There is no magic. It is just formulas. It is simple; Akwa Ibom has very good soil, even though most could be acidic. But what we do here is to understand the manner for managing the soils. There is what to add to what you have and you can get massive harvest.
The soils are good; the people are able. So, if they are pushed, like AKEES is doing, with some training, they will be able in one or two years to mass produce these things you are seeing today”

How Does AKEES Work This Miracle?
Firstly, AKEES has emphasized the place of technical knowledge. Individual farmers have tried to plant these crops even at subsistence level, but all have failed. And this was because of shortage of adequate relevant knowledge. Secondly, the AKEES business model eliminates the difficulties of accessing capital for costly essentials like seedlings, expertise, facilities, land and access to market.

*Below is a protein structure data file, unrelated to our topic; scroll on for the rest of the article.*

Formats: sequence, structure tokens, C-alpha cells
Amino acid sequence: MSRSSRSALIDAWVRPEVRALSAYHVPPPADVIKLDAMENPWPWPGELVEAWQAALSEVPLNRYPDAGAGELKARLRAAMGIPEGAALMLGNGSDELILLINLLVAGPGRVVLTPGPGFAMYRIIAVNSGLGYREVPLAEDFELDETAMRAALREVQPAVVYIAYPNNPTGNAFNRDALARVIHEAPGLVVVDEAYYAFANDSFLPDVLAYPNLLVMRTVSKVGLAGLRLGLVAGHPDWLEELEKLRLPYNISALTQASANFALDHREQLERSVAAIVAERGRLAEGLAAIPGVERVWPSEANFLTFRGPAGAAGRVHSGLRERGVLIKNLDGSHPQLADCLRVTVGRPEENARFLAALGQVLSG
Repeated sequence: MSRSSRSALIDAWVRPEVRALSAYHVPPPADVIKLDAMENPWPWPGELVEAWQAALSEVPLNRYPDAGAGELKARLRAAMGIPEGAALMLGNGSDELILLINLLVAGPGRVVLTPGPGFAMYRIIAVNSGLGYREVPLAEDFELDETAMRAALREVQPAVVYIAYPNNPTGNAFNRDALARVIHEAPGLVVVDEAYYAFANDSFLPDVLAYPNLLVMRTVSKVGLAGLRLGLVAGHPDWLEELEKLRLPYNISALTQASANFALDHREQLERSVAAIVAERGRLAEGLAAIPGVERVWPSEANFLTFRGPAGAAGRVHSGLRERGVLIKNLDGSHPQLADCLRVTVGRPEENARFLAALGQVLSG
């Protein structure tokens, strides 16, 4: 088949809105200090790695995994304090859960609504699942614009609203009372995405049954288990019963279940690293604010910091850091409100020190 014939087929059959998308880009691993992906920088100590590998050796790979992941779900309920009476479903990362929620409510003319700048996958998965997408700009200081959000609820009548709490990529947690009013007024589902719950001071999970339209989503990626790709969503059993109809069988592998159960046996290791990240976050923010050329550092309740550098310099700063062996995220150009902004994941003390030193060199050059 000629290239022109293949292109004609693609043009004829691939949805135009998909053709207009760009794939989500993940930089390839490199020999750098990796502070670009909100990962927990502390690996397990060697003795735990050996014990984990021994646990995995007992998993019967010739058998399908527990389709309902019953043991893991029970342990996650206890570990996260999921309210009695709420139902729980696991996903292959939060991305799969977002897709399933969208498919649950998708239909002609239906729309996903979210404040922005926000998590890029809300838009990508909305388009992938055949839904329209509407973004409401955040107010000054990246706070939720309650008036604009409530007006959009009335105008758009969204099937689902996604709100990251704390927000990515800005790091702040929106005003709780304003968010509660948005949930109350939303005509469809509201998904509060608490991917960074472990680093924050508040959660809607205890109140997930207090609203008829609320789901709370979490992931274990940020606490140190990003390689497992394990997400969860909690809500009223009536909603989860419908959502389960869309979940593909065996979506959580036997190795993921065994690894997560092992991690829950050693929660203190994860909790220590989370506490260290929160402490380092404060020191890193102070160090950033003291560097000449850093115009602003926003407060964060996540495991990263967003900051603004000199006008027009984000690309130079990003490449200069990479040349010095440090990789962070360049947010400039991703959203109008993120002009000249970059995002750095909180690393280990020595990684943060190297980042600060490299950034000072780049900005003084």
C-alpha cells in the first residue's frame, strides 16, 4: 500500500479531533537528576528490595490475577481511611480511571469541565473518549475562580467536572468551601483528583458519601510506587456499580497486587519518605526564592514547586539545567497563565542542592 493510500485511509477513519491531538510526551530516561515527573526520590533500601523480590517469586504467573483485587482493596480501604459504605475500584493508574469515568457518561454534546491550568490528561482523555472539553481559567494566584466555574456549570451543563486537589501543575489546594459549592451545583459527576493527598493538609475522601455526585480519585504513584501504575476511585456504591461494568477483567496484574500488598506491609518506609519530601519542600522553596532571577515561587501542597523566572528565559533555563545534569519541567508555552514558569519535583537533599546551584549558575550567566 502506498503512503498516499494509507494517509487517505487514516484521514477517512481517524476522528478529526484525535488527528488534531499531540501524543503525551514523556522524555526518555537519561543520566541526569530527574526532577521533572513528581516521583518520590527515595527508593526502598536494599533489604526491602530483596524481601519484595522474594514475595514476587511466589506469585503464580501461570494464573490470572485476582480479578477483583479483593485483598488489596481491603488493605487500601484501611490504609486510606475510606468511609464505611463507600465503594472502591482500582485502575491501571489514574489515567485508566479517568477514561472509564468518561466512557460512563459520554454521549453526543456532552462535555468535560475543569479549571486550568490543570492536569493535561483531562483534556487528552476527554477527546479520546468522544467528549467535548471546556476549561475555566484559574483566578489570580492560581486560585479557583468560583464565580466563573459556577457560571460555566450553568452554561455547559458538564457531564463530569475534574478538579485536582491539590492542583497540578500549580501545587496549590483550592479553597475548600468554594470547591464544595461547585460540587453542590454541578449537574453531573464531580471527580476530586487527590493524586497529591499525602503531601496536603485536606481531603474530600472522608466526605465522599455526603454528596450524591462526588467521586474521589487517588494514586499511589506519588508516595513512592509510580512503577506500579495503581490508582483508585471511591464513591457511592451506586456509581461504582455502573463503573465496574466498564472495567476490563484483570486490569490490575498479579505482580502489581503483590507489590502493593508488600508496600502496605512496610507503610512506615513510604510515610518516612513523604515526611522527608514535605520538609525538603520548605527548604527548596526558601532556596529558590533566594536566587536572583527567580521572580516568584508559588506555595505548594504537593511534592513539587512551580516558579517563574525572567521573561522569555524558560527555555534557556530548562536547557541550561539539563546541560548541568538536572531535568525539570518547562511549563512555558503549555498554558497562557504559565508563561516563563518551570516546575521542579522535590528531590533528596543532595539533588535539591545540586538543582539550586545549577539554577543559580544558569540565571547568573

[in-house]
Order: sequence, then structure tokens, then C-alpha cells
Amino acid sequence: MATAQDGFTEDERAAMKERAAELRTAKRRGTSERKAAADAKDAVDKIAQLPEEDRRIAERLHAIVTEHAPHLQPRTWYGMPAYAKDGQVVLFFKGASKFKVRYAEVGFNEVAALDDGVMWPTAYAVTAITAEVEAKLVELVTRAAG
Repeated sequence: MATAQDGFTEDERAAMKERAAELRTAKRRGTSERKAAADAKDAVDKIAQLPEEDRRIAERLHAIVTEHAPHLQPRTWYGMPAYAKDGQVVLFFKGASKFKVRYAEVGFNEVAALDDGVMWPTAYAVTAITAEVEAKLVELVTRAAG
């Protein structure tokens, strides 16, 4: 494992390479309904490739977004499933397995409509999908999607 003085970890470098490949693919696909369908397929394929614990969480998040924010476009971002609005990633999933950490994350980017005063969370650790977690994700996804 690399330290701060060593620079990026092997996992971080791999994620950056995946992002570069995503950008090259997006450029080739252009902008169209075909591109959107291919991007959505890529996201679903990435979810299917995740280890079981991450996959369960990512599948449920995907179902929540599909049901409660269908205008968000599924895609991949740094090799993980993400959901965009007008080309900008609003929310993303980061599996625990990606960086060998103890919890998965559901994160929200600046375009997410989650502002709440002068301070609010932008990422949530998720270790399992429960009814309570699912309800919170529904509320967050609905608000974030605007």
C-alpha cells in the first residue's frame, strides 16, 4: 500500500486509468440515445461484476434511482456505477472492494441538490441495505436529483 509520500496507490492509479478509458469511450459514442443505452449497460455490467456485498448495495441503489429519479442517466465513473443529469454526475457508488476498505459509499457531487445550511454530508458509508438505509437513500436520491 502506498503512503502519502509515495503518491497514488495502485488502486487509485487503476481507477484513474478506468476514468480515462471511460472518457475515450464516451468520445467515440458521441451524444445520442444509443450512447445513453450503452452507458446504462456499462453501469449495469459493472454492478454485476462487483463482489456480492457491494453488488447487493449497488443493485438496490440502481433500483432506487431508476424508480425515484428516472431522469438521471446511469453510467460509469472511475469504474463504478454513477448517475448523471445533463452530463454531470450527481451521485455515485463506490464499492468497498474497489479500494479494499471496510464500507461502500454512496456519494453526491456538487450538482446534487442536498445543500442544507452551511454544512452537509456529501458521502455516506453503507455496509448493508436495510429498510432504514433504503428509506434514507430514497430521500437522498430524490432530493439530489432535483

Is AKEES doling out cash to Akwa Ibom people? No! At least, that is what our pool of eagerly expectant gimme-gimme brothers have to say. Instead of a cash dispenser, they have seen a scheme of ideas and enterprise in AKEES.
“Government is there to drive. The people do not get money directly from Government; because in AKEES, you don’t need money. Our young people who were unemployed formed themselves into a company called Farm Base. They just come to us for ideas. Here, we talk to a man to bring his seedlings and convince him to plant on our soil. He sees the backing of Government and agrees to their proposal.  Today, it is a business to them.” Elder Ebong explained.